How Does College Work?
College is a complicated system that allows for flexibility and variety in education. Most students use college to earn an associate's, bachelor's or master's degree. Traditionally, both public and private colleges offer classes for a certain number of credits that contribute to the required credit total.
The curriculum for a four-year bachelor's degree involves general education credits, which vary by institution. Usually, a freshman takes classes in basic subjects, such as English, history and science, before he moves on to take classes in his major or minor. Sometimes, these 100- and 200-level general education courses can be taken at a two-year community college before transferring to a four-year university. A more thorough education at a two-year college that includes major work results in an associate's degree.
Each class is worth a number of credits, and these credits usually count toward a bachelor's degree. Students must take the required classes for general education and complete a major in order to graduate. There may also be a required number of upper level credits, which means classes at a 300 level and above, and an overall required number of credits. Students often work with an academic adviser at the school to understand the complicated graduation requirements and formulate a schedule for the upcoming year.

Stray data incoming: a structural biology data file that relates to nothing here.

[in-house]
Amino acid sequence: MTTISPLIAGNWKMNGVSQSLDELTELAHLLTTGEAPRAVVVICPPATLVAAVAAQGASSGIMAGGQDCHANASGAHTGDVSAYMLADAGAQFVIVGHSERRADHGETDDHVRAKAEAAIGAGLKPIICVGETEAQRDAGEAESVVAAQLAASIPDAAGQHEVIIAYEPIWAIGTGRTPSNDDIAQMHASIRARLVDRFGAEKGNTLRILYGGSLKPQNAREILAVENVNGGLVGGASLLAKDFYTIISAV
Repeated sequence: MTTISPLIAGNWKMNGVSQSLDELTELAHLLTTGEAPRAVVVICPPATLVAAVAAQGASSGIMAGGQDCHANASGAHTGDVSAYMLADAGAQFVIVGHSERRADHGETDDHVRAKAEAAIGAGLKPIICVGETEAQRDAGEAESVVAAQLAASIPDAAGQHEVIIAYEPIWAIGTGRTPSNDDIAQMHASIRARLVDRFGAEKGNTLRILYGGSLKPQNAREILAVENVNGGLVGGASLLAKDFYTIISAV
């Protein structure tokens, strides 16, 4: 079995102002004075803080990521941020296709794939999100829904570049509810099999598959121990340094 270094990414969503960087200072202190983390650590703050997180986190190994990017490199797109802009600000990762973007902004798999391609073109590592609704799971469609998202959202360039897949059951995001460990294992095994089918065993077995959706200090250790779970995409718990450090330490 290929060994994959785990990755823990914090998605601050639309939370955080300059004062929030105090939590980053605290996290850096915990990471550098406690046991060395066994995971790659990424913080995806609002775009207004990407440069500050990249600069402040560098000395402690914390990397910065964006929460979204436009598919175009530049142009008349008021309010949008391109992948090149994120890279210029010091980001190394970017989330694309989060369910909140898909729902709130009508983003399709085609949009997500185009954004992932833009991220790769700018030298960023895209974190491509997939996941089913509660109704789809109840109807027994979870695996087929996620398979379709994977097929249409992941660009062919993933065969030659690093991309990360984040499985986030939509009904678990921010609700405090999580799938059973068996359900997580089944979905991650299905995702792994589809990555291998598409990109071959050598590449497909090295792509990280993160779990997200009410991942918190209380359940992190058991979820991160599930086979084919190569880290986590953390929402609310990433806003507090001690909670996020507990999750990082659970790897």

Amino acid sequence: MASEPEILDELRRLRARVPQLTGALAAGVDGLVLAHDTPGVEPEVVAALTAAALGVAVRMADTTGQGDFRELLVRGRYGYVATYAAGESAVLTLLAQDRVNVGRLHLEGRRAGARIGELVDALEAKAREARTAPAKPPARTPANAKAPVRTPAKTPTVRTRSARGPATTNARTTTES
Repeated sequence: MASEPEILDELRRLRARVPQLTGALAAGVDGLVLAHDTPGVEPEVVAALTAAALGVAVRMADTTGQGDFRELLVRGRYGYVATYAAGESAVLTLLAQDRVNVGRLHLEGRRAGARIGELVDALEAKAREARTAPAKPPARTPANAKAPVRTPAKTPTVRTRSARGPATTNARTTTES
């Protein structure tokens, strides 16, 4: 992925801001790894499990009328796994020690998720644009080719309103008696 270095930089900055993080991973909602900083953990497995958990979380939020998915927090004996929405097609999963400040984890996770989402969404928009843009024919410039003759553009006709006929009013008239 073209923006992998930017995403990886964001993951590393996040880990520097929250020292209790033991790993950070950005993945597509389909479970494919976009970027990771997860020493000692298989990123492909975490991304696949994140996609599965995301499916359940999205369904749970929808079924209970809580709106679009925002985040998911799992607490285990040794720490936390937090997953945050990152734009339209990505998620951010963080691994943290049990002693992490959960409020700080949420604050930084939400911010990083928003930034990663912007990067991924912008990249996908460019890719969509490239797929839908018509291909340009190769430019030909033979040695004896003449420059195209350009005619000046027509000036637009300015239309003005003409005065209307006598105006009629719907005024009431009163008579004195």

Many students return for a two-year, focused program in a specific major in order to earn a master's degree. There are also various programs for students interested in nursing, teaching and other careers to earn certificates and licenses.